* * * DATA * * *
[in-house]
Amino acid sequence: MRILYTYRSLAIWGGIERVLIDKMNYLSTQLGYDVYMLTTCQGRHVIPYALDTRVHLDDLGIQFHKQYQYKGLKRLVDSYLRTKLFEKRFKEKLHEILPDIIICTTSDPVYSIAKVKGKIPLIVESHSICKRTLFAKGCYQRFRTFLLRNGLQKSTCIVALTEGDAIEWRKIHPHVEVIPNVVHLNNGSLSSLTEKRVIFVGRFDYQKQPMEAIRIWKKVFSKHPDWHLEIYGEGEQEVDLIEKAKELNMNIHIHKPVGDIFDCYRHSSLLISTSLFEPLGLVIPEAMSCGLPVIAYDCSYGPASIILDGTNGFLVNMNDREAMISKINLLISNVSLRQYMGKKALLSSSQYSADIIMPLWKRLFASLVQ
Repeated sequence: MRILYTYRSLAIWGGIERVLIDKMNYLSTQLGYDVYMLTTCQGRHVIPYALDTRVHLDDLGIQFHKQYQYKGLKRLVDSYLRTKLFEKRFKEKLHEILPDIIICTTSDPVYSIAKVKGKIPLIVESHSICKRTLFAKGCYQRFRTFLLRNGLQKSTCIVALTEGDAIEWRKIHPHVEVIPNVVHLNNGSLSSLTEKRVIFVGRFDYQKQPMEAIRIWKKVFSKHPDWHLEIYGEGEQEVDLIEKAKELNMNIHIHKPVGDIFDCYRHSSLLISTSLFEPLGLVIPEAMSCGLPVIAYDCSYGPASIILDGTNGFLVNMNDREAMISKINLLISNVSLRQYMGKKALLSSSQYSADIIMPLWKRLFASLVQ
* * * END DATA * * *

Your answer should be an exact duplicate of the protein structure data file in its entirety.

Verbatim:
[in-house]
Amino acid sequence: MRILYTYRSLAIWGGIERVLIDKMNYLSTQLGYDVYMLTTCQGRHVIPYALDTRVHLDDLGIQFHKQYQYKGLKRLVDSYLRTKLFEKRFKEKLHEILPDIIICTTSDPVYSIAKVKGKIPLIVESHSICKRTLFAKGCYQRFRTFLLRNGLQKSTCIVALTEGDAIEWRKIHPHVEVIPNVVHLNNGSLSSLTEKRVIFVGRFDYQKQPMEAIRIWKKVFSKHPDWHLEIYGEGEQEVDLIEKAKELNMNIHIHKPVGDIFDCYRHSSLLISTSLFEPLGLVIPEAMSCGLPVIAYDCSYGPASIILDGTNGFLVNMNDREAMISKINLLISNVSLRQYMGKKALLSSSQYSADIIMPLWKRLFASLVQ
Repeated sequence: MRILYTYRSLAIWGGIERVLIDKMNYLSTQLGYDVYMLTTCQGRHVIPYALDTRVHLDDLGIQFHKQYQYKGLKRLVDSYLRTKLFEKRFKEKLHEILPDIIICTTSDPVYSIAKVKGKIPLIVESHSICKRTLFAKGCYQRFRTFLLRNGLQKSTCIVALTEGDAIEWRKIHPHVEVIPNVVHLNNGSLSSLTEKRVIFVGRFDYQKQPMEAIRIWKKVFSKHPDWHLEIYGEGEQEVDLIEKAKELNMNIHIHKPVGDIFDCYRHSSLLISTSLFEPLGLVIPEAMSCGLPVIAYDCSYGPASIILDGTNGFLVNMNDREAMISKINLLISNVSLRQYMGKKALLSSSQYSADIIMPLWKRLFASLVQ